If you want to foster those creative, problem solving skills, the solution isn’t learning to code – it’s learning to paint. Or play an instrument. Or write poetry. Or sculpt. The field doesn’t matter: the key thing is that if you want to foster your own innovative creativity, the best way to do it is to seriously pursue an artistic endeavor.
In the history of the Nobel Prize, nearly every Laureate has pursued the arts. According to research by psychologists Michele and Robert Root-Bernstein, “almost all Nobel laureates in the sciences actively engage in arts as adults. They are twenty-five times as likely as the average scientist to sing, dance, or act; seventeen times as likely to be a visual artist; twelve times more likely to write poetry and literature; eight times more likely to do woodworking or some other craft; four times as likely to be a musician; and twice as likely to be a photographer.”"
Perhaps you don’t need to learn to code.
(Source: , via crookedindifference)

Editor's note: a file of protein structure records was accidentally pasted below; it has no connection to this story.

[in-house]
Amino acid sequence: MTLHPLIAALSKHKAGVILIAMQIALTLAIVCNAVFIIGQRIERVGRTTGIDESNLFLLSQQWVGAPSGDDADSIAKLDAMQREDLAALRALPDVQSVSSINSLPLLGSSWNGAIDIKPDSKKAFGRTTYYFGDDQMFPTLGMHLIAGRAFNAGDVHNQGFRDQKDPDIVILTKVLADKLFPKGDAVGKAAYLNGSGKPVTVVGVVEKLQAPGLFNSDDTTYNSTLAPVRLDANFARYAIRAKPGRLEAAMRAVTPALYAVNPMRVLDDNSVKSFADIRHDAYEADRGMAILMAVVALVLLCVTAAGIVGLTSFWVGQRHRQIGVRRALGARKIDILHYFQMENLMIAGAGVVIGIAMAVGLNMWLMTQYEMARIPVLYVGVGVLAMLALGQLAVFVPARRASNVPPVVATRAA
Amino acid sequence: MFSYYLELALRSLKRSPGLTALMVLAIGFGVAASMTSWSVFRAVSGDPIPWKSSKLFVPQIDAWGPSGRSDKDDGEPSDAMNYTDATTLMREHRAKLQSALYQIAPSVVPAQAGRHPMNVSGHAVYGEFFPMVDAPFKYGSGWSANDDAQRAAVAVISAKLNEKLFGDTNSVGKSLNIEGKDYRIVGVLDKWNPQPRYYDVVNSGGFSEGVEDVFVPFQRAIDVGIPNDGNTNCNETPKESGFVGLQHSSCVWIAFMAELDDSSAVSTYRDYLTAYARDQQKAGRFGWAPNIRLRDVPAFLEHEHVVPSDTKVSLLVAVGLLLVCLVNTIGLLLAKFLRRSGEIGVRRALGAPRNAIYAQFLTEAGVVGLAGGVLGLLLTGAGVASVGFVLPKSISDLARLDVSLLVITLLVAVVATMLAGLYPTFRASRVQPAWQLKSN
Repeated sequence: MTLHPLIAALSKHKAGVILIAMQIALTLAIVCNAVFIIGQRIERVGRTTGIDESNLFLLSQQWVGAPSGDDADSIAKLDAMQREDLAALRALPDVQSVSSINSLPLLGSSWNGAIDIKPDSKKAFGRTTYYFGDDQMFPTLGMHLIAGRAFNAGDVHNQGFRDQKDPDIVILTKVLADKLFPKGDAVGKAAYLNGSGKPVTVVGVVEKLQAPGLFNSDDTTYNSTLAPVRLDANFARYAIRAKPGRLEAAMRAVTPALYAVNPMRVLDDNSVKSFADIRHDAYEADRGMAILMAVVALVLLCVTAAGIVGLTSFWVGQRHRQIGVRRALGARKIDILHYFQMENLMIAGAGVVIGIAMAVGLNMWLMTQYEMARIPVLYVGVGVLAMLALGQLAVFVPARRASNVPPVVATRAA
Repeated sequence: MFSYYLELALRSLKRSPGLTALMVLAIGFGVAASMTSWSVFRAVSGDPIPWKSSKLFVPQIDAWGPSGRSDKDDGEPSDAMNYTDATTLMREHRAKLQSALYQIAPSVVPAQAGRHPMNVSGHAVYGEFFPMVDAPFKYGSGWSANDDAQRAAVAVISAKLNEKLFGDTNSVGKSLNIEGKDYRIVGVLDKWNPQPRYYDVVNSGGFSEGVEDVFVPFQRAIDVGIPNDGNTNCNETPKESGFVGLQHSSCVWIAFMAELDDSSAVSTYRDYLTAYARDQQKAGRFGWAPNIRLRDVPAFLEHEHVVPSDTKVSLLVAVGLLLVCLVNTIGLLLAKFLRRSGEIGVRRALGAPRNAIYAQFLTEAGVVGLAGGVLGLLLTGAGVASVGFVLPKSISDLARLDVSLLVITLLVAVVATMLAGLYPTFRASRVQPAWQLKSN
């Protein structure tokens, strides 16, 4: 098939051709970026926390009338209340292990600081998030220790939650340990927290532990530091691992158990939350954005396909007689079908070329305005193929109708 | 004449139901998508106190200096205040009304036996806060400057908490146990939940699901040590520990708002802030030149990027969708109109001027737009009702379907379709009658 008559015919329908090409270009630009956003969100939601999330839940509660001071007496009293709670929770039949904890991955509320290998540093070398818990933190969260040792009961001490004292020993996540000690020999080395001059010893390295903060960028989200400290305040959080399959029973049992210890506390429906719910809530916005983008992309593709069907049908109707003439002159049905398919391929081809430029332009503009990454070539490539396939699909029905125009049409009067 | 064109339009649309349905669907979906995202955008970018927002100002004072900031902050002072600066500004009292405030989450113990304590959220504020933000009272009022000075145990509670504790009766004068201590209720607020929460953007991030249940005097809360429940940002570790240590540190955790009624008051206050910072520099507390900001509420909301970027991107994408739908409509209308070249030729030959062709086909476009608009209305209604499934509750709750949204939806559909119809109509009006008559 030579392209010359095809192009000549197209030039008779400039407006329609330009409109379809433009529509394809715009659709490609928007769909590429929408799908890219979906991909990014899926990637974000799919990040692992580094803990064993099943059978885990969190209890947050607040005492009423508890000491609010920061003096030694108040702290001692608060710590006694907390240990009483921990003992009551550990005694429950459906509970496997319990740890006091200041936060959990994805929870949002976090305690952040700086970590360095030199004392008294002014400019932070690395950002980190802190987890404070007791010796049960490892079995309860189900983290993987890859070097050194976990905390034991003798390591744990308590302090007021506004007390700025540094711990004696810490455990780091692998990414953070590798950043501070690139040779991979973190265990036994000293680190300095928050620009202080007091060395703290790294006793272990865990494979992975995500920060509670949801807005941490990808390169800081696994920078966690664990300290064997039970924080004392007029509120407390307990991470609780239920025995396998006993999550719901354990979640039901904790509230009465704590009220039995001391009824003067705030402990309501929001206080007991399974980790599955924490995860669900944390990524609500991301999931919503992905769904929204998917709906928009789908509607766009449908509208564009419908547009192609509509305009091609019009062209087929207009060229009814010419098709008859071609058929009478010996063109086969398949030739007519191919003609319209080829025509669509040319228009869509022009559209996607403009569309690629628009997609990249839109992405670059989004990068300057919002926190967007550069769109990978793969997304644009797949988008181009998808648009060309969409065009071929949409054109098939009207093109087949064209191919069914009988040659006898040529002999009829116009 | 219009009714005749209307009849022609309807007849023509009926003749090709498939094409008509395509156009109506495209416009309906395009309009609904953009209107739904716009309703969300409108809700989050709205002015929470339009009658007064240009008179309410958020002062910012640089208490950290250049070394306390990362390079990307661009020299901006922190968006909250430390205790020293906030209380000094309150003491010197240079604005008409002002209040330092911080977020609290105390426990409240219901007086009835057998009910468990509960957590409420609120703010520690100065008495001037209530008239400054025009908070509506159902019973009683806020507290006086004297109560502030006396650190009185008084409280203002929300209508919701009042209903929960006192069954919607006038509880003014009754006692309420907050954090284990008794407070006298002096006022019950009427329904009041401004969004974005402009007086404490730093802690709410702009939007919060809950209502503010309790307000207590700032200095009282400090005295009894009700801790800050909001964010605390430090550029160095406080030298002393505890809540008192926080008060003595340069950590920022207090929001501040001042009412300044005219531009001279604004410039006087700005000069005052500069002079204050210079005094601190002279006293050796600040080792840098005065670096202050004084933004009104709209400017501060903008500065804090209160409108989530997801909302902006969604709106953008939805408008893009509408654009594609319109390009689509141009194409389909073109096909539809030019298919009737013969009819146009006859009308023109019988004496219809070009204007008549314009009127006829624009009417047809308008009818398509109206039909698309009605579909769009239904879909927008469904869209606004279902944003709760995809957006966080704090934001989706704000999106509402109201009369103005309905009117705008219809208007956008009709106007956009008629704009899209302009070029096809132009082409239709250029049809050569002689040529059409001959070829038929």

It might look like someone taking their life into their own hands, but thankfully this lake is the only place in the world where you can swim safely amongst millions of jellyfish.
In ‘Jellyfish Lake’ on the Pacific island of Palau, swimmers can take a dip surrounded by thousands of the normally harmful marine animals which have all lost their sting.
The lake was once connected to the Pacific Ocean, but when the sea level dropped, the jellyfish became isolated in the algae-rich lake and have not had to defend themselves from predators.
As a result, their population has thrived, and the eight million jellyfish now in the lake have all lost their sting.
Tourists can now swim alongside the jellyfish in the 12,000-year-old lake, one of around 200 saline marine lakes now identified worldwide.
I’ve swam there. It’s incredible.
On Jan. 24, 1984, Steve Jobs unveiled the first Macintosh computer.
An interesting article about this:How Steve Jobs’ Macintosh failed and still changed computing.
For a better mood, dim the lights at night
JOHNS HOPKINS (US) — Routine exposure to bright light at night may increase our risk of depression and learning issues, experiments with mice show. The study strongly suggests that abnormal light exposure itself can directly change mood and cognitive ability. The late-night light, the researchers say, acts independently of sleep deprivation and disruption in the body’s circadian rhythms, which already are known to have similar effects. (via For a better mood, dim the lights at night | Futurity)